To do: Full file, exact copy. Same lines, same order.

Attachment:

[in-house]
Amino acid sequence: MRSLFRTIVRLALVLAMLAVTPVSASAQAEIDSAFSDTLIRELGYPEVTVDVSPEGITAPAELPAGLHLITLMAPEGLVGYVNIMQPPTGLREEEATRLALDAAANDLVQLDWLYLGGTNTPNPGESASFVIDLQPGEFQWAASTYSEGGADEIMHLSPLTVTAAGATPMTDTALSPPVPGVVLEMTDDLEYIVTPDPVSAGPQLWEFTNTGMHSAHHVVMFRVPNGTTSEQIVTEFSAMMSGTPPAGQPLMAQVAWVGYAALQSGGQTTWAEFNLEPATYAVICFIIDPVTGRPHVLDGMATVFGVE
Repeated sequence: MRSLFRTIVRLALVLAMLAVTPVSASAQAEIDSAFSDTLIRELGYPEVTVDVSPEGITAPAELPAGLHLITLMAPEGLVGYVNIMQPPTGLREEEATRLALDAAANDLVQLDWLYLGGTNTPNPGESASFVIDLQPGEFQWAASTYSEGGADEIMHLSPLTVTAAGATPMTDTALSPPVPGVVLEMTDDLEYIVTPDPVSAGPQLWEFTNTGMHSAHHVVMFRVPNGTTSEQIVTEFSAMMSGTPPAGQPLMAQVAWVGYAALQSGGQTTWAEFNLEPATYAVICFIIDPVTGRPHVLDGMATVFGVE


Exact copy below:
[in-house]
Amino acid sequence: MRSLFRTIVRLALVLAMLAVTPVSASAQAEIDSAFSDTLIRELGYPEVTVDVSPEGITAPAELPAGLHLITLMAPEGLVGYVNIMQPPTGLREEEATRLALDAAANDLVQLDWLYLGGTNTPNPGESASFVIDLQPGEFQWAASTYSEGGADEIMHLSPLTVTAAGATPMTDTALSPPVPGVVLEMTDDLEYIVTPDPVSAGPQLWEFTNTGMHSAHHVVMFRVPNGTTSEQIVTEFSAMMSGTPPAGQPLMAQVAWVGYAALQSGGQTTWAEFNLEPATYAVICFIIDPVTGRPHVLDGMATVFGVE
Repeated sequence: MRSLFRTIVRLALVLAMLAVTPVSASAQAEIDSAFSDTLIRELGYPEVTVDVSPEGITAPAELPAGLHLITLMAPEGLVGYVNIMQPPTGLREEEATRLALDAAANDLVQLDWLYLGGTNTPNPGESASFVIDLQPGEFQWAASTYSEGGADEIMHLSPLTVTAAGATPMTDTALSPPVPGVVLEMTDDLEYIVTPDPVSAGPQLWEFTNTGMHSAHHVVMFRVPNGTTSEQIVTEFSAMMSGTPPAGQPLMAQVAWVGYAALQSGGQTTWAEFNLEPATYAVICFIIDPVTGRPHVLDGMATVFGVE